Reporting Justin Pawlowski
I love Ronde Barber as much as anyone. He started 215 consecutive games and was the final piece of string connecting us to the Buccaneers dynasty defense.
It was time for Ronde Barber to retire.
Last season was tough for any Bucs fan to watch. Much like the Rays of 2013, with the Bucs of 2012, no lead was safe…for them.
Much of the focus, as it usually is, was on Josh Freeman. While I do believe that Josh Freeman is a focal point, he should not have been the only one.
The Buccaneers secondary was a complete joke in 2012. They weren’t just bad, but they were historically bad as they allowed the 2nd most passing yards in NFL history. Ronde Barber was one of the four players in that secondary a majority of that season. To say that Ronde was the best part of that secondary a year ago would be like saying you really enjoyed the steak dinner on the Carnival ship that was stuck at sea.
Mark Dominik and the Buccaneers front office took notice of that awful secondary and attacked it this off-season.
The Buccaneers first target was 49ers All Pro safety Dashon Goldson. With him signed, a starting safety position was not available for Ronde, so either Ronde was destined to either be a back up or move back to corner.
After Goldson, the Buccaneers focused on recovering the guaranteed money that Eric Wright forfeited, but also signing him to a new team-friendly deal. With this accomplished, some wondered if Ronde would start opposite Wright at corner.
The Buccaneers next target was one of the top defensive players and the top cornerback in the NFL in Jets All Pro cornerback Darrelle Revis. The acquisition of Revis gave the Bucs an entirely new look to their defense, while also reducing Ronde’s potential role to nickel/slot corner or back up safety. After the Revis trade was made, some thought the Bucs were thru addressing that awful secondary. They were not.
With the Buccaneers 2nd round pick in the 2013 NFL Draft, the Bucs selected Mississippi State cornerback and Jim Thorpe Award winner Johnthan Banks. As a 2nd round pick, it was understood that Banks would either be the team’s 2nd or 3rd corner on their roster. Ronde’s role was then reduced to either being the team’s 4th cornerback or battle to be their 3rd safety. Both of these positions would require a significant contribution on special teams.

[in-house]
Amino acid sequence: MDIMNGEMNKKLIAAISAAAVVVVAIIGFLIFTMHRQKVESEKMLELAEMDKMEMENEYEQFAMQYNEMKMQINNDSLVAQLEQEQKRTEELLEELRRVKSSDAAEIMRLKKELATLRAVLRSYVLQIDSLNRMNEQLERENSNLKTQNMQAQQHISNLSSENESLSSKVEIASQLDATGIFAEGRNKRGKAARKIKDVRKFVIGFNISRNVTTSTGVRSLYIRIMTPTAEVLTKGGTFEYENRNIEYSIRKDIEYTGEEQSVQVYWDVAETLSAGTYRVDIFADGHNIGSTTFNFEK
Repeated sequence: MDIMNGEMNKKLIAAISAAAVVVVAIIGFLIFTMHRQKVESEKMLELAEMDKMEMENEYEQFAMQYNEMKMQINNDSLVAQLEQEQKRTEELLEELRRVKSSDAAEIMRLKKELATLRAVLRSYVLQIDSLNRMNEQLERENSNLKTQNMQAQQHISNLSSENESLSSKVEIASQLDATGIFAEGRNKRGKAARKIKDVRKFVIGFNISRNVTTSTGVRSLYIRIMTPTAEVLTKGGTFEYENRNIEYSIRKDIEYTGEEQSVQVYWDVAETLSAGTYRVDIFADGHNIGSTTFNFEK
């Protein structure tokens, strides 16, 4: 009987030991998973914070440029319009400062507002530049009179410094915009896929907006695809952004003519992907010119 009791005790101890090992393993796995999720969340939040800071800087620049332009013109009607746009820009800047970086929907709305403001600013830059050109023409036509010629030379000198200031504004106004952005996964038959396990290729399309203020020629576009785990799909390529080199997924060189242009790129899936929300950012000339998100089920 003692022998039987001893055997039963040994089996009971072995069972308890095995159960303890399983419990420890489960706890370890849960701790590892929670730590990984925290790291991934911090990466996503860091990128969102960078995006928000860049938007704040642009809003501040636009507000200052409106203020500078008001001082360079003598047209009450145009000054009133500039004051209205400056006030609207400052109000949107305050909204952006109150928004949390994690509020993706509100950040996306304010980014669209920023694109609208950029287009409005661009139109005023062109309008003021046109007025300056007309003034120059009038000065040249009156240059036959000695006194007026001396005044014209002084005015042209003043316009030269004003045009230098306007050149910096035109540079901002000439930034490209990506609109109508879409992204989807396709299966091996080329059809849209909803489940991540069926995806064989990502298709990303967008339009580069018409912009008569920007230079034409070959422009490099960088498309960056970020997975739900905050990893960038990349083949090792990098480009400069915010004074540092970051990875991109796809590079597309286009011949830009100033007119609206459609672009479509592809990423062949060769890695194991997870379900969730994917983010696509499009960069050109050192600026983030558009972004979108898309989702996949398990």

As I stated immediately after the draft, the selection of Banks was either a sign that the Bucs knew Ronde would retire or a sign from the Bucs to Ronde Barber to just go ahead and retire. We might never know the full truth on this, but we do know that it was Mark Dominik’s responsibility to improve the weakness of his team, and he did just that.
Ronde Barber has been one of the great Buccaneers of all time.
His name will one day oversee the field at Raymond James Stadium.
As we cut that final string connecting the current Bucs to the Super Bowl Champion Bucs, we remember each player of that Super Bowl team that made life for Bucs fans very special during that run.
Yes, Ronde Barber needed to retire. Yes, it was time to go. Yes, his hand might have been forced by a team looking to improve.
No matter how it truly ended, we all knew the day would come.
It’s now time for the current players in the Buccaneers locker room to make their own legacy.
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